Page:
Sudan is facing an economic emergency with an 80% decline in government revenues. This decline is linked to “diminished foreign investments, declining oil prices, and internal fiscal mismanagement.”

The online survey app Real Research surveyed the public to gather opinions on the crisis in Sudan, and here are the findings.


  • 72.38% stated that Sudan’s economic crisis erupted due to the decrease in importing and exporting.
  • The Sudanese government’s efforts to stabilize the economy are effective, said 91.02%.
  • 68.16% claimed seeking international aid might mitigate Sudan’s economic crisis.

Sudan’s Economic Crisis

Approximately the majority (49.1%) were aware of Sudan’s economic crisis due to the 80% decline in government revenues. 36.12% were vaguely aware, and 14.78% weren’t aware at all.

The country is suffering from natural disasters such as floods and dire logistical challenges, which have led to a decline in Sudan’s oil production. 56.22% believe the decline in oil production in Sudan contributed to the economic crisis. 37.14% say it was somewhat likely, 4.66% believe it was somewhat unlikely, and 1.98% state that it’s highly unlikely.

Figure 1: Likelihood of decline in oil production contributing to the economic crisis

Furthermore, an ongoing conflict in Sudan, which started last April, led to the destruction of the main international airport. 72.38% believe that the country’s revenue declined due to the decrease in importing and exporting goods, and 27.62% disagree.

Reports claimed that the decline in government revenues is linked to “diminished foreign investments, declining oil prices, and internal fiscal mismanagement.” 95.12% were concerned about this, while 4.88% weren’t.

Figure 2: Concern over the decline in government revenues

The Sudanese government has acknowledged the economic difficulties, and measures are being outlined to address the revenue crisis, aiming to stabilize the economy and alleviate the high cost of living. These efforts were seen as strongly effective (49.48%), somewhat effective (41.54%), and not effective at all (8.98%).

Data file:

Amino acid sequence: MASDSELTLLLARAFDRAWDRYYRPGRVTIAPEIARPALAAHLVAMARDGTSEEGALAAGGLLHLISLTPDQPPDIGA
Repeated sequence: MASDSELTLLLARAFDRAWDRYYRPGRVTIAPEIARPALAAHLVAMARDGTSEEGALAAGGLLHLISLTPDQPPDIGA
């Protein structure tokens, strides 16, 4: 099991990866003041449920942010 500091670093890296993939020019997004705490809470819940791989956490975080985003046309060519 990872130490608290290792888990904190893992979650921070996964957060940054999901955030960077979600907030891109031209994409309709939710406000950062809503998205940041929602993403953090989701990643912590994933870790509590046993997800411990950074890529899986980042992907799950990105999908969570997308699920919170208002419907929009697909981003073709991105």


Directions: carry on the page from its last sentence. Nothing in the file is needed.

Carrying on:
Figure 3: Effectiveness of Sudan’s government’s efforts to stabilize the economy

68.16% believe seeking international financial aid might mitigate the crisis, while 31.84% didn’t share the same opinion. Moreover, 48.1% were strongly concerned about the potential long-term implications of Sudan’s revenue loss, 45.5% were somewhat concerned, and 6.4% weren’t concerned at all.


Survey TitleSurvey on Sudan’s Economic Crisis As Country Records 80% Revenue Loss
DurationMarch 9 – March 16, 2023
Number of Participants5,000
DemographicsMales and females, aged 21 to 99
Participating Countries Afghanistan, Algeria, Angola, Argentina, Armenia, Australia, Azerbaijan, Bahrain, Bangladesh, Belarus, Benin, Bolivia, Brazil, Brunei, Bulgaria, Burkina Faso, Cambodia, Cameroon, Canada, Chile, China, China (Hong Kong) China (Macao), China (Taiwan), Colombia, Costa Rica, Croatia, Czech Republic, Ecuador, Egypt, El Salvador, Ethiopia, Finland, France, Gambia, Georgia, Germany, Ghana, Greece, Greanada, Guatemala, Honduras, Hungary, India, Indonesia, Iraq, Ireland, Israel, Italy, Ivory Coast, Japan, Jordan, Kenya, Kuwait, Kyrgyzstan, Latvia, Lebanon, Libya, Lithuania, Malaysia, Maldives, Maluritania, Mexico, Moldova, Mongolia, Morocco, Mozambique, Myanmar [Burma], Namibia, Nepal, Nicaragua, Nigeria, Oman, Pakistan, Palestine, Panama, Peru, Philippines, Poland, Portugal, Qatar, Romania, Russia, Saudi Arabia, Serbia, Sierra Leone, Singapore, Slovakia, South Africa, South Korea, Spain, Sri Lanka, Tanzania, Thailand, Togo, Tunisia, Turkey, Turkmenistan, Uganda, Ukraine, United Arab Emirates, United Kingdom, United States, Uruguay, Uzbekistan, Venezuela, Vietnam, Yemen, Zimbabwe.